During his victory speech, Jackson recalled a conversation he had with the late Cleveland Councilwoman Fannie Lewis. He says she told him she had a vision of people being crushed under a slab of concrete, and that she felt it meant public servants are obligated to relieve the burdens of their constitutions.  

Jackson vows to ease burdens on city residents
“I’m thankful to the confidence and faith the people have put into me for this third term, and that it is my intent in all of what I do, you can measure whether or not I’m relieving or adding to that burden.”

If Jackson finishes his third term, it would tie him with former Mayor Mike White as the city’s longest serving mayors.

(Click image for larger view.)

Add Your Comment
Name:

Location:

E-mail: (not published, only used to contact you about your comment)


Comments:




 
Page Options

Print this page

E-Mail this page / Send mp3

Share on Facebook




Stories with Recent Comments

The Surpreme Court gay-marriage decision plays out in Ohio Amish country
Keep in mind that the majority of the people residing in Holmes County are Amish, a church people who do not vote because they do not believe in governmental ru...

Akron council committee recommends Forney for its opening
Which committee member voted for Wilhite?

Canton Youth Symphony is named orchestra of the year
This is what makes CSO the hippest small town orchestra in America!

What can be expected if Ohio's tobacco taxes increase?
let's face it! The increase has little to do with smoking cessation

Rare Cleveland Indians photo from 1911 hits the auction block
Paddy Livingston, who cut his teeth on a Louisville Slugger in Kent, Ohio was one of the immortals that played in that game. He was the catcher. Ty Cobb actuall...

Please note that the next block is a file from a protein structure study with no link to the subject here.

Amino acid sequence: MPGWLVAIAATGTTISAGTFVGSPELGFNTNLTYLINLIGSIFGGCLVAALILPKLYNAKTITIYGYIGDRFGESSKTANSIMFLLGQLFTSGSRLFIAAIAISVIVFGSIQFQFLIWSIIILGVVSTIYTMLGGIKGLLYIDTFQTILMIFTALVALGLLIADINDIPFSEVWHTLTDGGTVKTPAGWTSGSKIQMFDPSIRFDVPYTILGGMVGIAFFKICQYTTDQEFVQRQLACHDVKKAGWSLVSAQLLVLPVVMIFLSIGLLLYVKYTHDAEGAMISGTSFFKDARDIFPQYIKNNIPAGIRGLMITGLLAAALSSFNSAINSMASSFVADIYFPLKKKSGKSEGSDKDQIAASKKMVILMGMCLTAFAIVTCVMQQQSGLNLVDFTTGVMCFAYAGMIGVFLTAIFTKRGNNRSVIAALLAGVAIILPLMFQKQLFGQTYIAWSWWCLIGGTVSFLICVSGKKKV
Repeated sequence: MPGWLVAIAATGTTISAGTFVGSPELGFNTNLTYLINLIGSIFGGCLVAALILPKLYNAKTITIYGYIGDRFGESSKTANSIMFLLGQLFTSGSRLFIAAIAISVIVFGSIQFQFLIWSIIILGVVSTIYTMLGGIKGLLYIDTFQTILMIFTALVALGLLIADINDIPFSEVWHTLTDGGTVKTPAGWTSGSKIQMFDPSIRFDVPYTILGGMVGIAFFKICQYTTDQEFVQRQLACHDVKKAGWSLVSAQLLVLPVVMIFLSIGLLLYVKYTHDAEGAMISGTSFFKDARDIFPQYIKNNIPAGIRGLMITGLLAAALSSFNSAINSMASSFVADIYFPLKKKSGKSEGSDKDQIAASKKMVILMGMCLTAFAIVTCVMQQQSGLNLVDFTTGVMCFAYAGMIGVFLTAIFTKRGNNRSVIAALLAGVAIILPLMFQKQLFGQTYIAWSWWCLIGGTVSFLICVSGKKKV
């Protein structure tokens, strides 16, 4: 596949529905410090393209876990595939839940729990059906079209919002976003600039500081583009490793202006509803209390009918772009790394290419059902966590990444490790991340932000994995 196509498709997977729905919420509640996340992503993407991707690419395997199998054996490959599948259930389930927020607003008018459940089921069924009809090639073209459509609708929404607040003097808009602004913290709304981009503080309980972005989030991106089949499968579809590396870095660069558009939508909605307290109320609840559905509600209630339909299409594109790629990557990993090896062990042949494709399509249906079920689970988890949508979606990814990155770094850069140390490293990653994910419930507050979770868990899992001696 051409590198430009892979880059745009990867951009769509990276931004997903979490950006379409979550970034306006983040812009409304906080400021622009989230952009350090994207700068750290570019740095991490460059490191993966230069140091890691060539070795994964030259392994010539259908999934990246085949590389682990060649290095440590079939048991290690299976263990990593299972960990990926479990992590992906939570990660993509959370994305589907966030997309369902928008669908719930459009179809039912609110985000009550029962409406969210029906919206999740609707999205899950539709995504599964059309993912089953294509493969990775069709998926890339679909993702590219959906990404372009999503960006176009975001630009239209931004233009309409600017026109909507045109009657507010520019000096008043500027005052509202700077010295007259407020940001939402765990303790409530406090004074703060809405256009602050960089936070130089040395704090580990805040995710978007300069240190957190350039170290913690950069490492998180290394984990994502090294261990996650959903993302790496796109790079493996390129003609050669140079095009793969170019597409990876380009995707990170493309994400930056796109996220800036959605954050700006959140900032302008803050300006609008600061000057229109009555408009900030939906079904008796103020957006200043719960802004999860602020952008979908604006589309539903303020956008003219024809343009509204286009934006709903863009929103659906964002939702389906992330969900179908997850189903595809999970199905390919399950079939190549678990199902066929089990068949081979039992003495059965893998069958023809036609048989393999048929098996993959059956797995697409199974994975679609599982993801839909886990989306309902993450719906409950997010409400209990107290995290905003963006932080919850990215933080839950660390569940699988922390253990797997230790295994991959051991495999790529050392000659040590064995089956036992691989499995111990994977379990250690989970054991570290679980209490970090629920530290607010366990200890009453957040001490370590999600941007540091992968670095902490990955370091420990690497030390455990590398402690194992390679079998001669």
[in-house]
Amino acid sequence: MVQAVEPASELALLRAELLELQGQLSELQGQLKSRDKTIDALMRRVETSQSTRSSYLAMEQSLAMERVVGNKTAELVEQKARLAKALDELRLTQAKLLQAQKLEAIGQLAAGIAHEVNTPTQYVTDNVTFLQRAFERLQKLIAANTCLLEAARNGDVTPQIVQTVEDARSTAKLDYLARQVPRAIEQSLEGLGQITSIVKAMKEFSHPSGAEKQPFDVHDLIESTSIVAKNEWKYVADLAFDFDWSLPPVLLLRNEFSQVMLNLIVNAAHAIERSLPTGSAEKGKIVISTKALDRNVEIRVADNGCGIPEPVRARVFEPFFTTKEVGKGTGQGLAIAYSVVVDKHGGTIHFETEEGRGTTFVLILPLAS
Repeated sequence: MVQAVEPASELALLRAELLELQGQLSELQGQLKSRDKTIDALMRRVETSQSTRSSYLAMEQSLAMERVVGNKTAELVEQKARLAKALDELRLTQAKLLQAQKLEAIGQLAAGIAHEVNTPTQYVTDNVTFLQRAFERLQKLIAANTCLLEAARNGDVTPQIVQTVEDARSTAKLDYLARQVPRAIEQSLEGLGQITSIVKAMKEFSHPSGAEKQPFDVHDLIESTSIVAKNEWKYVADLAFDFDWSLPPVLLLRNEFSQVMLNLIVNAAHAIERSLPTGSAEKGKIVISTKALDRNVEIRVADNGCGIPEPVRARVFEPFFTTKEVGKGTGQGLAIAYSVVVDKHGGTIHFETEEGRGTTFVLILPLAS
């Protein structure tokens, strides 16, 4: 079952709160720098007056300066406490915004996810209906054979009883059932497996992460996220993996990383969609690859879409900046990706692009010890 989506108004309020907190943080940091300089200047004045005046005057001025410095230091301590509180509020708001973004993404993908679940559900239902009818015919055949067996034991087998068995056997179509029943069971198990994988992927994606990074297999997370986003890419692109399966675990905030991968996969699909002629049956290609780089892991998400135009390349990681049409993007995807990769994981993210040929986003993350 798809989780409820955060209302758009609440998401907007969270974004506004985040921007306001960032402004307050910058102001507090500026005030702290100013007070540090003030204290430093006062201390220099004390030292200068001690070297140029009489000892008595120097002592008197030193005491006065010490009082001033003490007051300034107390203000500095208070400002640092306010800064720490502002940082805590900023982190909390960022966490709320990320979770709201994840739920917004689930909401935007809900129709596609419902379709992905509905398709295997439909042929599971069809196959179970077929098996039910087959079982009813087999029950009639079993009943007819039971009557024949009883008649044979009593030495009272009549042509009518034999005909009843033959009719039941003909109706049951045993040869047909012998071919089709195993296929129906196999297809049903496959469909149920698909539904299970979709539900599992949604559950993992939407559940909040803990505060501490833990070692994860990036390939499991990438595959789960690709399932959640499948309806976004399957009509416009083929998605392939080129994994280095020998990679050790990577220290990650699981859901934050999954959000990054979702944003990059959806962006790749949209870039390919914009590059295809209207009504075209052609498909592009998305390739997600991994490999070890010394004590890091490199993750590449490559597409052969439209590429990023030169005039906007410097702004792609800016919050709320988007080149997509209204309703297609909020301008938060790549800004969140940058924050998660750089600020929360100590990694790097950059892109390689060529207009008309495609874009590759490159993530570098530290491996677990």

Nexus denies Green's request to relocate its planned gas pipeline
These people have so much power. Too much. They could care less about the people they leave when it is done. Spectra does not, and admits, they do not do the...

The former Hugo Boss plant is about to start making suits again in NE Ohio
Hugoo Boss should not even be allowed to make or sell suits in the USA ..... During WWII, they were a nazi company. They made the uniforms for the S.S.

Ohio voters remain split over gay marriage
It's all good. The bigots will get used to it, just like interracial marriage. Or they die off-either way, all is well :-)

Ohio Senate budget reduces low income housing funds
Bill is correct. Lake County receives funding to assist in the operations of permanent housing for over 90 households annually - persons who are living with a s...

Cleveland's mustard war rages on
Stadium Mustard is stolen from Bertman's and it is made in Chicago. Real thieves and creeps. Bertman's or death.

Copyright © 2015 WKSU Public Radio, All Rights Reserved.

 
In Partnership With:

NPR PRI Kent State University

listen in windows media format listen in realplayer format Car Talk Hosts: Tom & Ray Magliozzi Fresh Air Host: Terry Gross A Service of Kent State University 89.7 WKSU | NPR.Classical.Other smart stuff. NPR Senior Correspondent: Noah Adams Living on Earth Host: Steve Curwood 89.7 WKSU | NPR.Classical.Other smart stuff. A Service of Kent State University